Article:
The first song begins with an absolutely suffocating hailstorm of guitar and drum blasts punctuated by ripping streaks of more directly melodically-oriented riffing, and eventually, the song gets into a slightly more drawn out, extended, even mournful-sounding attack. There’s a real desperation in the heaving waves of this heavy music, which comes to a cathartic crest at moments like the especially dynamically swinging closing segments of track two, called “Itaca.” The band’s music sounds like it’s heaving with breaths of fire.

Check out the music below!

Middle-Man Records — the cold promise of uncertainty

The cold promise of uncertainty from Indiana screamo label Middle-Man Records actually features four bands, including one — Philadelphia’s 소나기, otherwise known as sonagi — whose debut recorded songs are featured here. The other three artists include the Alberta-based Obroa-skai, Chicago’s Indisposed, and Indiana’s Coma Regalia.

Sonagi perform a super heavy rush of screamo whose elements feel like they’re uniting for huge, cohesive lashes. Their performances feel blisteringly physically intense, but there’s a snaking, whip crack of melody ringing out amidst the tidal wave. Their rhythms wind up into and out of each other amidst the band’s nearly endless rush forward, which delivers a feel of a kind of built-in emotional exhaustion. They’ve largely bounded right on past the point of build-up and jumped right into the ending segments of the desperate dash when tension piles up ahead of a complete crash.

Obroa-skai, meanwhile, sound like they’re absolutely seething on their two tracks. Their blast beat-riddled sonic beasts feature music that feels orchestrated around an idea of letting go, but there’s not respite at the bottom that’s thereby met — instead, there’s a blistering cacophony of lacerating guitars, roared vocals, and a mood tying the pieces together that feels like the soundtrack to smashing something into a million little pieces. Yet, rather than the inevitable one-hit-and-it’s-done version of that action in real life, the blistering, vicious rhythms make these freeing hits land over and over again. The songs aren’t just talking about or suggesting chaos; they’re packing it.

Indisposed probably end up with the softest music on the split, but their track still feels incredibly emotionally intense. With their reverberating, somber guitar melody, they feel like they’ve captured moments of real emotional frigidity, and when faster performance pops up occasionally, the perspective of the song feels like it’s simply shifted to heaving sobs — there’s no draw down of the solemnity. Coma Regalia close out the split with some super memorable jams — they perform with a real hardcore ferocity in their guitar work, but the dynamics swing all over the place, enacting a kind of especially physically-pained feeling, chest-clutching emotional chaos.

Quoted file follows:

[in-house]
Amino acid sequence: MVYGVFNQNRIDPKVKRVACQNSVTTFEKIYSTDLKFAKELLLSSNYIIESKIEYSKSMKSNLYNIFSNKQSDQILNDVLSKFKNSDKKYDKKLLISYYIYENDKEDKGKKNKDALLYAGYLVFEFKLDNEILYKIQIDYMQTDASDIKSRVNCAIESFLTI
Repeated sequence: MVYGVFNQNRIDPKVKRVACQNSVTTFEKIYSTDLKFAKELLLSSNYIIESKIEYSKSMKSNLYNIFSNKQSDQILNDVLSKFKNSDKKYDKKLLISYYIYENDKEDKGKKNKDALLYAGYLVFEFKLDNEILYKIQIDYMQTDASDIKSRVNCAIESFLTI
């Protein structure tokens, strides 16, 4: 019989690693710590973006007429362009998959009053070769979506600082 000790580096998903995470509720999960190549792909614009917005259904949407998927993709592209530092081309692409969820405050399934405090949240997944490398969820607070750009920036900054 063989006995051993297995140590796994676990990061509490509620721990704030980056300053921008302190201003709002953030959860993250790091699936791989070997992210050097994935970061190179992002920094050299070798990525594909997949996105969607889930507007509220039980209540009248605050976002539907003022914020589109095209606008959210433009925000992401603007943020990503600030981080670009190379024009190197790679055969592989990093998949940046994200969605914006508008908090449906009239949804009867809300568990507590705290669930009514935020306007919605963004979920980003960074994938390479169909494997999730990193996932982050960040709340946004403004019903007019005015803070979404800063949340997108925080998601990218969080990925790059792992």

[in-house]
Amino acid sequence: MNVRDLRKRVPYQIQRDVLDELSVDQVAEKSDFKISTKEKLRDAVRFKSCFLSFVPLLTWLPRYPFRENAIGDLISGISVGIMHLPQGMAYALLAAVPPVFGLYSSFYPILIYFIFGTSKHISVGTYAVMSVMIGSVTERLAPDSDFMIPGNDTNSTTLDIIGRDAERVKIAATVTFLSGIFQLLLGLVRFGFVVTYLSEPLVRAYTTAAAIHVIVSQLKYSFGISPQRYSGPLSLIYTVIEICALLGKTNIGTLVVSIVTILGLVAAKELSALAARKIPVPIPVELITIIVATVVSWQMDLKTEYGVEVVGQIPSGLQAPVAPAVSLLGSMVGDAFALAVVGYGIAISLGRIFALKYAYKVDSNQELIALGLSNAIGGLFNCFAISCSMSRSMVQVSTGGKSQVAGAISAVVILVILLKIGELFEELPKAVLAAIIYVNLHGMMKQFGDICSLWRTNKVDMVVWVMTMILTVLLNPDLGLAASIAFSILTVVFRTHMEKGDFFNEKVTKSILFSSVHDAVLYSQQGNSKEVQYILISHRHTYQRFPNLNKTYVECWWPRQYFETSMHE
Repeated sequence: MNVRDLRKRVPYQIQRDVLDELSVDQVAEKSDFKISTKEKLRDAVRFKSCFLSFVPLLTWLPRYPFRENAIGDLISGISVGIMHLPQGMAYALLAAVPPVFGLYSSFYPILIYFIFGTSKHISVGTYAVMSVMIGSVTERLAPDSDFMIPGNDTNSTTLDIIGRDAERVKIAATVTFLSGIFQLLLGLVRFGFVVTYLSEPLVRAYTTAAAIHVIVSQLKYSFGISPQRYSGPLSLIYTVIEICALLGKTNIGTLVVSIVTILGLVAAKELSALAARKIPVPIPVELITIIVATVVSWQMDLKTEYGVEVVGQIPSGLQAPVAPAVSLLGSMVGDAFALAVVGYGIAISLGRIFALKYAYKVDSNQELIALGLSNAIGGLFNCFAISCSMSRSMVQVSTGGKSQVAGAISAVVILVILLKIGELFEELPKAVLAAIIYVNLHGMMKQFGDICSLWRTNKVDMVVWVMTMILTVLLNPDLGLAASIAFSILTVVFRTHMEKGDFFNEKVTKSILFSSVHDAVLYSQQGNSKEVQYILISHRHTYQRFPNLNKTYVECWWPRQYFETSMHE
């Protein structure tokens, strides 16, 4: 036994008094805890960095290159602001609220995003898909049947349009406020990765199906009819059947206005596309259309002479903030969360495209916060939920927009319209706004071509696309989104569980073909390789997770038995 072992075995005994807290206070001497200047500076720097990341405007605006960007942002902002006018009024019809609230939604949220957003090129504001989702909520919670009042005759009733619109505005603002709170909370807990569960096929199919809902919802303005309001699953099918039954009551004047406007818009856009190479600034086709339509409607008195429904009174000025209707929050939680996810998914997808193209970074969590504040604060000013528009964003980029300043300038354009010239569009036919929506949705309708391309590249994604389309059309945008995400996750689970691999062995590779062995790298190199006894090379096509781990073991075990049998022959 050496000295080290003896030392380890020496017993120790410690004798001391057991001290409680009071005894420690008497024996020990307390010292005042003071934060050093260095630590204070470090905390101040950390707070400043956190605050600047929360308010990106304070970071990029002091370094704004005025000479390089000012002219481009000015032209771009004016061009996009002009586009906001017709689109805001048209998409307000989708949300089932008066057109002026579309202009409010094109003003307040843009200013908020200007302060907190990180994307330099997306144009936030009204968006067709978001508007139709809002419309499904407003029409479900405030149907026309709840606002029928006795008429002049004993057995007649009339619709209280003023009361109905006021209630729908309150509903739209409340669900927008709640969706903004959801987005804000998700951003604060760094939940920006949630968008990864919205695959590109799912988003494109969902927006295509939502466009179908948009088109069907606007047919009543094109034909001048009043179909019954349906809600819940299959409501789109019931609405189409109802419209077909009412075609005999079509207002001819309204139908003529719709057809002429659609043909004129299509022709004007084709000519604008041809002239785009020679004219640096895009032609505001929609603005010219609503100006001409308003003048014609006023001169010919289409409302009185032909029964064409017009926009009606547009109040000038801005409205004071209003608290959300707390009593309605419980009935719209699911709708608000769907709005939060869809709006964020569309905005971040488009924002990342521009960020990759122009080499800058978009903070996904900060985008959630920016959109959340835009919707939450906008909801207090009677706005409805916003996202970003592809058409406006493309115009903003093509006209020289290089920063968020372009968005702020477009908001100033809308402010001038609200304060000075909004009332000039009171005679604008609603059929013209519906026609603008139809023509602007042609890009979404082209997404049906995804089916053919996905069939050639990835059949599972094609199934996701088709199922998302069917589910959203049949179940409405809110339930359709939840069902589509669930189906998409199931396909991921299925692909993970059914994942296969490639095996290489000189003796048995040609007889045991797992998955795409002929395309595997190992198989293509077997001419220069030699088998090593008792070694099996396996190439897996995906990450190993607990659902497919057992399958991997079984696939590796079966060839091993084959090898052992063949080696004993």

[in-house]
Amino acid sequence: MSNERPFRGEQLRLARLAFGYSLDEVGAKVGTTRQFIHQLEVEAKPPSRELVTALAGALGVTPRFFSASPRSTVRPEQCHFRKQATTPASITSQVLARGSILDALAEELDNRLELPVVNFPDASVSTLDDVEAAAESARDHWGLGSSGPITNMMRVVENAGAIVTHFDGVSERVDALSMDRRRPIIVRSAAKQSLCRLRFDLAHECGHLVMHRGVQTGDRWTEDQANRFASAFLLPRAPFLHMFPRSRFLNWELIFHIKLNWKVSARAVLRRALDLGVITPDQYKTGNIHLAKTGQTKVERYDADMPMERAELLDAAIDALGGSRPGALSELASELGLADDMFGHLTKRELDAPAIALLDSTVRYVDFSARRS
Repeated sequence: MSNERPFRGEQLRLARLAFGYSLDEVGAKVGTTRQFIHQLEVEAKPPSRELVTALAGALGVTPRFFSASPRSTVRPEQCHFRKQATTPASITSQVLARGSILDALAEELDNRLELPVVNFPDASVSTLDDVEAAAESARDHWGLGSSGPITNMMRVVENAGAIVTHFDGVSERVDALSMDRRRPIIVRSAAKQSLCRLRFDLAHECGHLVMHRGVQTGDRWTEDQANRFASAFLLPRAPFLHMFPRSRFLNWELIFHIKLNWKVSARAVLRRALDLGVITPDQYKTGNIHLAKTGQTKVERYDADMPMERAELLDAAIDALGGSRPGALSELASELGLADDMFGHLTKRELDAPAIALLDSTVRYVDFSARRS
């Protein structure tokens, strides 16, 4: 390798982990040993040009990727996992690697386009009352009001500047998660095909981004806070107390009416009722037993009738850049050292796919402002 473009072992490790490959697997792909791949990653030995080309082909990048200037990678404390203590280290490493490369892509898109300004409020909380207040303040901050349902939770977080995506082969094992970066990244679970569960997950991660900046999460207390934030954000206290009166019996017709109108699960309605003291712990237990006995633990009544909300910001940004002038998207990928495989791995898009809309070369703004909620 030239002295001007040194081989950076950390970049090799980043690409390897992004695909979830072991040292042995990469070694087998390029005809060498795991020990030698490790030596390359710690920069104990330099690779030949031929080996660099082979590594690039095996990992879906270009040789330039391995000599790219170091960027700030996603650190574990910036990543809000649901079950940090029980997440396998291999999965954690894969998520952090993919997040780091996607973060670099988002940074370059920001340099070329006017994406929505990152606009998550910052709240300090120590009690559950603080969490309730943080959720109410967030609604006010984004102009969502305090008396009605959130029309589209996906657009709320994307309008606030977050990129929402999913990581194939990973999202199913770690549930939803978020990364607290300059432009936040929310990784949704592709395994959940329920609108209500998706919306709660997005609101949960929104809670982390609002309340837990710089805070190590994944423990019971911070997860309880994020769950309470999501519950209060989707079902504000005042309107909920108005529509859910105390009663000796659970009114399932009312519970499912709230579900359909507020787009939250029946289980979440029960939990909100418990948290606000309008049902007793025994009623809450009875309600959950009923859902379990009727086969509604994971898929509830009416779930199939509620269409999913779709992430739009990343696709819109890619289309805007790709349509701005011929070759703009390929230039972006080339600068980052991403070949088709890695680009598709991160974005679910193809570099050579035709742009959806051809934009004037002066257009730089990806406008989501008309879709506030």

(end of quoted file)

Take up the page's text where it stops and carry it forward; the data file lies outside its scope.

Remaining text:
The record packs a remarkable amount of thrills and release. Check it out below!

René Maheu – Mor

On their pulverizing new album Mor, the Ukrainian screamo group René Maheu veer through richly dramatic, ferociously performed hardcore guitar riffing and manic drum freakouts that together feel like a musical portrait of moments cowering on the ground as some frigid rainstorm pummels the earth. The band include lengthy, poignant violin performances intermingled amidst the dramatically swinging tunes, and the emotional richness feels like it stretches from those violin parts into the rest of the work. The placement of the contorted, intermingling, jagged edges of the rushing guitar and drums amidst the solemn emotional sheen of the melodies enacts a feeling of desperate reaches for some kind of security while falling beneath the surface of a lake. The confrontational blasts of super hoarse guitar and drum work feel held together just about only by the emotional lurches running through all of these songs.

And, it’s important to note — the band are pretty much always super heavy, too. They’ve introduced the raw and occasionally even devastating volatility of screamo to the melodic hardcore framework, and some of the best of both worlds has emerged. With the inescapable physical impact of the deeply reverberating drums and lightning strikes of guitar riffing, René Maheu sound like they’re capturing the experience of watching some field go up in flames.

Check out Mor below!